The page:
Tag Archives: desert

Are You One of God’s Chosen People?

Isaiah tells the people that God will choose them again, but did he ever stop?

Are You One of God’s Chosen People?One phrase jumps out from today’s passage in Isaiah’s prophecy to God’s people: “once again he will choose Israel,” (Isaiah 14:1, NIV). God, through Isaiah, gives his people hope for a better tomorrow.

At this particular time, however, God’s people are discouraged; they feel he has abandoned them. They have no reason to celebrate; they have no cause for joy. God, it seems, has turned his back on them; it feels like he has left.

In reality he’s giving them a timeout, a deserved punishment to get their attention over their repeated disobedience. He wants to remind them of who he is and how they should act.

Yet they despair. They call out for him, desperate for a response.

But God delays.

Yet as he tarries he offers them hope for a better tomorrow. He promises he will choose them once again.

He chose them in the past, and he will choose them in the future. And though they don’t realize it, he chooses them now. But they don’t see it; they don’t feel chosen.We are God’s chosen people: yesterday, today, and tomorrow. Click To Tweet

We all have times when God feels distant, when it’s hard to pray, when his voice remains silent, when faith falters. Some people call these the dry times or their desert experience. Yet God will choose us again.

The reality is that God never un-chose us. We remain chosen by him – even when we don’t feel like it. We are his chosen people. May we remember to act like it.

Do you feel chosen by God? Are you in a desert place waiting for him to choose you again? 

[Read through the Bible with us this year. Today’s reading is Isaiah 14-17, and today’s post is on Isaiah 14:1.]

Have You Had A Desert Experience?

From time to time, I’ve heard people say they’re “in the desert.” They are speaking figuratively, of course, but nevertheless it is a dry place, a barren wilderness, an unhappy situation to be sure.

Their desert experience is not a literal place of residence, but a spiritual condition, a state of being. For them, the desert is an apt metaphor for the angst of their soul. They can’t wait to get out of the desert and often wonder why God has left them there. Sometimes their plaint against the almighty is angry or even bitter. Why is he ignoring them?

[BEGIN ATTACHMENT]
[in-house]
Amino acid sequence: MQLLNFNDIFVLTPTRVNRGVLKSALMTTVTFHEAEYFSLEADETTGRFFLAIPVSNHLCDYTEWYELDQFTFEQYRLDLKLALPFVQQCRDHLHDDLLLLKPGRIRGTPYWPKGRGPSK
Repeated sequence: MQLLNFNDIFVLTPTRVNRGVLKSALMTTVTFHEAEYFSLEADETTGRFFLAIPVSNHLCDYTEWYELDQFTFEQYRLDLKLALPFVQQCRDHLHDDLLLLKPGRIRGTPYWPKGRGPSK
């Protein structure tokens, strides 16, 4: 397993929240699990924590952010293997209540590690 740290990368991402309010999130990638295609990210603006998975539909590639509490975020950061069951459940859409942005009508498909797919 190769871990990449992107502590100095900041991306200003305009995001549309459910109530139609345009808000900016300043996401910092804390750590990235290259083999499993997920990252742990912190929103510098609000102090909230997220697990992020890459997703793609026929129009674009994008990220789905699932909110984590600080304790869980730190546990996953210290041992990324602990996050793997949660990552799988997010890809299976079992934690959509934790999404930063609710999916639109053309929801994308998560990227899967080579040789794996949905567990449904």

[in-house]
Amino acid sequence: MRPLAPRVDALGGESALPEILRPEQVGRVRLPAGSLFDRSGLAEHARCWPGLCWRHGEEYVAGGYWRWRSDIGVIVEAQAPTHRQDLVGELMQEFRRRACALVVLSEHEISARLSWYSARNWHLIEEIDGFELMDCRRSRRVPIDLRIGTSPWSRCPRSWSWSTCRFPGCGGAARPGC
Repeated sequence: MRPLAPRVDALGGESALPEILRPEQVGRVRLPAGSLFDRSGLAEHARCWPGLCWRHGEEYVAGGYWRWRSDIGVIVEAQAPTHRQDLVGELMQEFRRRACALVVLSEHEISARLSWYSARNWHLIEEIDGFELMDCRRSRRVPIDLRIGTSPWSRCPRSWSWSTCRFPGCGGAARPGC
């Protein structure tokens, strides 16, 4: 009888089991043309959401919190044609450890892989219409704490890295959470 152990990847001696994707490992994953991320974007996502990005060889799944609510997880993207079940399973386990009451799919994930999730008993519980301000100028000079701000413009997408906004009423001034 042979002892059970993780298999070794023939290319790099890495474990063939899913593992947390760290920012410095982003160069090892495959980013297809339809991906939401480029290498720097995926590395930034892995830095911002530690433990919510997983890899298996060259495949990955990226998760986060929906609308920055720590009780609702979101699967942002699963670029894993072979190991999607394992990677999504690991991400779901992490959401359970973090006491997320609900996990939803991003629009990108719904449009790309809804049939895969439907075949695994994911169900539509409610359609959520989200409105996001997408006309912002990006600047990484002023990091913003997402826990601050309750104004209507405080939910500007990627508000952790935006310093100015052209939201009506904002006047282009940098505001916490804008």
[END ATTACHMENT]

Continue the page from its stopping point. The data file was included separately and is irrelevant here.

The desert is also a reoccurring theme in the Bible, but there it is mostly literal. Many of the biblical characters who find themselves in the desert do so because they are running away from something or someone. They are in the desert by their own doing. Moses was one such individual.

Others find themselves in the desert because they are being punished or need time to learn something. Consider the people of Israel, who had a 40-year timeout because of their disobedience.

A few people are in the desert because they seek solitude and a place to pray without distraction. Jesus would be a prime example. He went there intentionally and left when he was finished.

When we find ourselves in the midst of a desert experience, instead of lamenting our situation, a little introspection might be in order. Perhaps we are in the desert because we are on the run or have been given a timeout. It’s not God’s fault at all, but our own doing.

Let’s Go Back To Egypt

After spending 430 years in Egypt, the Israelites are finally free. They head out for the Promised Land and one of the first things they do is complain. They beg to go back to Egypt.

Then they spend forty years in the desert. When they finally cross the Jordan River and enter the Promised Land, one of the first things they do is become discouraged and pine for the desert where no one was trying to attack them. They want to go back.